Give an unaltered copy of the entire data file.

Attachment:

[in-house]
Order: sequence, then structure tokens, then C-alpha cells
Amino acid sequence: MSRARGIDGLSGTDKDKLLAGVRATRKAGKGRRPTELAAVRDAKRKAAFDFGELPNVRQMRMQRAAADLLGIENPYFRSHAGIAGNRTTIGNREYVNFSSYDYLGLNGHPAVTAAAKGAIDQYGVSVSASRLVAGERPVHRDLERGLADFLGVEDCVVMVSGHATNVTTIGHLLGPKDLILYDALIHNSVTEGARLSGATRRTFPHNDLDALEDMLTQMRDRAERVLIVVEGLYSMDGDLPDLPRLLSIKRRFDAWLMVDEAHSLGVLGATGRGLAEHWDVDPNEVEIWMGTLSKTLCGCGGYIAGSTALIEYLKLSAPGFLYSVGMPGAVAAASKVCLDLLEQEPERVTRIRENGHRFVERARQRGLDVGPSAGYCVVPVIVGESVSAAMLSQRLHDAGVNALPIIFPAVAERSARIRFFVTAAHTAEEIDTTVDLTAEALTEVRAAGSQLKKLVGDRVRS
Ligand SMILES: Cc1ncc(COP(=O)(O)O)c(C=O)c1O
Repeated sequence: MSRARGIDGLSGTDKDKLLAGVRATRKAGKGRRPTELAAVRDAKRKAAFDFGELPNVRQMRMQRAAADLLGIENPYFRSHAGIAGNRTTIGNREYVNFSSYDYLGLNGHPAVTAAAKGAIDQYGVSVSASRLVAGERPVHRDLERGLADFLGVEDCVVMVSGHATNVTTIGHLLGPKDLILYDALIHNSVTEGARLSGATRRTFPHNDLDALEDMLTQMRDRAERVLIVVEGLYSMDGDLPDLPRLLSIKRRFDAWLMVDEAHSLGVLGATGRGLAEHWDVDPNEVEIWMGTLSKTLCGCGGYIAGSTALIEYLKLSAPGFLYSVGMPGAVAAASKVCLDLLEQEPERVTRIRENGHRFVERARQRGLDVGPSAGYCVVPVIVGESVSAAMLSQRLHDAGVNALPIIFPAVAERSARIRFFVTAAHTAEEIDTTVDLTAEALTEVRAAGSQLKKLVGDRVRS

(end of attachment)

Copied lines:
[in-house]
Order: sequence, then structure tokens, then C-alpha cells
Amino acid sequence: MSRARGIDGLSGTDKDKLLAGVRATRKAGKGRRPTELAAVRDAKRKAAFDFGELPNVRQMRMQRAAADLLGIENPYFRSHAGIAGNRTTIGNREYVNFSSYDYLGLNGHPAVTAAAKGAIDQYGVSVSASRLVAGERPVHRDLERGLADFLGVEDCVVMVSGHATNVTTIGHLLGPKDLILYDALIHNSVTEGARLSGATRRTFPHNDLDALEDMLTQMRDRAERVLIVVEGLYSMDGDLPDLPRLLSIKRRFDAWLMVDEAHSLGVLGATGRGLAEHWDVDPNEVEIWMGTLSKTLCGCGGYIAGSTALIEYLKLSAPGFLYSVGMPGAVAAASKVCLDLLEQEPERVTRIRENGHRFVERARQRGLDVGPSAGYCVVPVIVGESVSAAMLSQRLHDAGVNALPIIFPAVAERSARIRFFVTAAHTAEEIDTTVDLTAEALTEVRAAGSQLKKLVGDRVRS
Ligand SMILES: Cc1ncc(COP(=O)(O)O)c(C=O)c1O
Repeated sequence: MSRARGIDGLSGTDKDKLLAGVRATRKAGKGRRPTELAAVRDAKRKAAFDFGELPNVRQMRMQRAAADLLGIENPYFRSHAGIAGNRTTIGNREYVNFSSYDYLGLNGHPAVTAAAKGAIDQYGVSVSASRLVAGERPVHRDLERGLADFLGVEDCVVMVSGHATNVTTIGHLLGPKDLILYDALIHNSVTEGARLSGATRRTFPHNDLDALEDMLTQMRDRAERVLIVVEGLYSMDGDLPDLPRLLSIKRRFDAWLMVDEAHSLGVLGATGRGLAEHWDVDPNEVEIWMGTLSKTLCGCGGYIAGSTALIEYLKLSAPGFLYSVGMPGAVAAASKVCLDLLEQEPERVTRIRENGHRFVERARQRGLDVGPSAGYCVVPVIVGESVSAAMLSQRLHDAGVNALPIIFPAVAERSARIRFFVTAAHTAEEIDTTVDLTAEALTEVRAAGSQLKKLVGDRVRS